It is very important at the outset to consider the qualities of this very important line. In some hands it is broad and shallow on the surface of the hand, in others it is deep and fine; the appearance of this line is very often deceptive, and ... Read more of The Line Of Life at Palm Readings.orgInformational Site Network Informational
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Number-showing Leads








The lead in Auction is materially simplified by the fact that
number-showing is not nearly so important as in Whist, and really only
becomes of value when opening a small card against a No-trump
declaration. In that case the lowest should always be led with four in
the suit, because the partner, having the Dummy spread before him,
being able to count his own hand, and being informed by the lead
regarding the leader's length in the suit, can generally tell the exact
number held by the Declarer, and can, therefore, accurately determine
whether it is better to continue that suit or try some other. It
happens more frequently than would be supposed that when a four-card
suit is opened with a small card, the Dummy and Third Hand have only
four cards of it between them. The Third Hand can then, if the leader
have shown exactly four, mark it as the long suit of the Declarer, and
make an advantageous shift. This is the only method of giving this
warning. If the fourth-best lead be not adopted, the suit must, in most
cases, necessarily be continued to the great benefit of the Declarer.

Number-showing by the lead of a small card (one of the rudiments of
Whist) is doubtless thoroughly understood by most Auction players; it
consists in leading the fourth best, when the suit is not of such a
character as to demand a high card or intermediate sequence opening.
This informs the partner that the leader has exactly three cards in
that suit higher than the card led, and that he may or may not have any
smaller card.

For example: the leader has Queen, 7, 6, and 4; the Dummy, a singleton
(the 3); and the Third Hand, who wins the trick with the Ace, only two
others (the 8 and 2). The Third Hand can place the Declarer with five,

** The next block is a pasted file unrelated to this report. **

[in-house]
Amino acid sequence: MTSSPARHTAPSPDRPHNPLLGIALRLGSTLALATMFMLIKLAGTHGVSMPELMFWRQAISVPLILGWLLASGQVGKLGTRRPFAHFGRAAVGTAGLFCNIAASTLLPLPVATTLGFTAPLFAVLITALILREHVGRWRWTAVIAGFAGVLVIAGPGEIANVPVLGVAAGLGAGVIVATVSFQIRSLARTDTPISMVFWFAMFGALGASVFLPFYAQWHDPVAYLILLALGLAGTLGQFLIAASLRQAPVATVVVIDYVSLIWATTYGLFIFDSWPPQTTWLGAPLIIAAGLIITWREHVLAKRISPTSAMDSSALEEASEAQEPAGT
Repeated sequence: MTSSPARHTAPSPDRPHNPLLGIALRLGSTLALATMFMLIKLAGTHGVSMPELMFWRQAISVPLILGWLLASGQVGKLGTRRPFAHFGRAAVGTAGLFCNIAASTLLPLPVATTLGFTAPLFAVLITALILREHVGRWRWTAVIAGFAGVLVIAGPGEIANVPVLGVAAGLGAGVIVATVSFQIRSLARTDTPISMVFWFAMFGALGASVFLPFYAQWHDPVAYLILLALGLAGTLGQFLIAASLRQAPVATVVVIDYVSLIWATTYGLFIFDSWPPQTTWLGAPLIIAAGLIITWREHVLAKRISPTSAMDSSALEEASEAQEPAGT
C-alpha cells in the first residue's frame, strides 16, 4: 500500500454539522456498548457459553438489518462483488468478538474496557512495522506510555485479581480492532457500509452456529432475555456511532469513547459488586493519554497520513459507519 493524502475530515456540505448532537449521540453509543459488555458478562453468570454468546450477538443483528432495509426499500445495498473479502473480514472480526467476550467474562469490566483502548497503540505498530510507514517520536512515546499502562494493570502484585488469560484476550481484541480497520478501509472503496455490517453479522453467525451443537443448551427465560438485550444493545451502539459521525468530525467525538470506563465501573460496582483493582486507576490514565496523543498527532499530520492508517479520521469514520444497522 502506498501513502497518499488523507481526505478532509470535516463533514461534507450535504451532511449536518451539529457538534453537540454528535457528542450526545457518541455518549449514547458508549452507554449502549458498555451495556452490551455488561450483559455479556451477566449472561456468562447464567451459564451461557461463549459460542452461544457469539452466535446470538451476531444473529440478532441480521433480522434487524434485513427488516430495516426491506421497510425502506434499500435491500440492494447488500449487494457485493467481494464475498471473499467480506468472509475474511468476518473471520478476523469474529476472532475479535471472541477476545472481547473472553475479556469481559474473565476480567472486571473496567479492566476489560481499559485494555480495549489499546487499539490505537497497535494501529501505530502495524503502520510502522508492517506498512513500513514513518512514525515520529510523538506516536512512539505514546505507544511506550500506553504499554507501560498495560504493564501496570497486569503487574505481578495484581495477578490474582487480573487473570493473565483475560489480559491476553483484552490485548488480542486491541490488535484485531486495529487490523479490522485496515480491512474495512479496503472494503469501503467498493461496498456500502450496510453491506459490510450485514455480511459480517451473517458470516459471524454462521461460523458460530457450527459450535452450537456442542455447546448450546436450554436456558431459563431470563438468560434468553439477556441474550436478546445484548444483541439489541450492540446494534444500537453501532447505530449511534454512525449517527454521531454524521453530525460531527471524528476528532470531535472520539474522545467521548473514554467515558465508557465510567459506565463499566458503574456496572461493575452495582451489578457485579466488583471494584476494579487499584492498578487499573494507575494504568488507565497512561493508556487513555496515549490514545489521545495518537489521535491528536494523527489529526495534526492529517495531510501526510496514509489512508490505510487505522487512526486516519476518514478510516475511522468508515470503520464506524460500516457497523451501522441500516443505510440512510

as the leader, having opened his lowest, can have had only four
originally.

Number-showing leads in high cards, so advantageous in Whist, are
absolutely unimportant in Auction, and only complicate the situation.
They are not given in the table of leads appended at the end of this
chapter, nor is their use permissible, even by the Whist-player of the
old school who is thoroughly familiar with their meaning. He must
realize that Auction is not a number-showing game, and must be content
to limit his skill in that respect to the fourth best, which is
advisable when it is not higher than the 7. The limitation of the
fourth-best lead to a 7 or lower card is a useful modern innovation.
When the 8 or a higher fourth best is led against a No-trump, the
Declarer, with his twenty-six cards at his command, and with great
strength in his own hand, is apt to receive information as to the exact
high cards held by the leader which will prove of greater value to him
than to the partner. Furthermore, the lead of an 8 or 9 as a fourth
best is bound at times to conflict with the valuable lead known as the
"top of an intermediate sequence."

The holdings from which the top of an intermediate sequence should be
led are shown in the tables, and while some of the leads in such cases,
which are absolutely conventional in Auction, may shock the
Whist-player, they have, nevertheless, been found to be advisable in
the present game. Trick-winning is far more important than giving
numerical information, and the top of an intermediate sequence often
succeeds in capturing a valuable card in the Dummy, does not give too
much information to the Declarer, helps to establish the suit, and
seldom interferes with the play of the partner.

Much has been written by those who contend that the fourth-best lead
against a No-trump gives the Declarer too much information, and,
therefore, should never be employed. The writers, however, do not
consider that practically the only cases in which the lead is
objectionable for the reason cited is when it is an 8 or higher card,
while the great advantage of the lead is the warning above mentioned.

There are also instances in which the Third Hand is at some time in the
play in doubt whether to return the original lead or try his own suit.
The knowledge of whether his partner holds three or more of the suit
first led may in such case be of the greatest value.

The idea of leading the fourth best only when it is a 7 or smaller card
eliminates the objection, yet in practically every case affords the
advantage.

A player who adopts this system may at times, as, for example, with
such a holding as Ace, Queen, 10, 8, 2, be obliged to open the 8, but
inasmuch as he would lead the same card from Ace, Queen, 8, 7, 2, the
Declarer cannot bank upon the 8 of such a leader showing three higher
cards of the suit in his hand, and, therefore, no harm is done.

If the leader have any such four-card combination as Ace, or any one
face card, accompanied by 9, 8, 2, or 8, 7, 2, showing that the lead is
from four only is more important than opening the top of a two-card
intermediate sequence. When, however, the intermediate is headed by a
Knave or 10, the opening of the top of it becomes advisable regardless
of the length of the suit. Of course, the 2, in the examples just
given, is used to represent any small card, and the fourth best should
be led if it be a 3, 4, or 5.





Next: The Lead Against A Suit Declaration

Previous: How To Lead Against A No-trump



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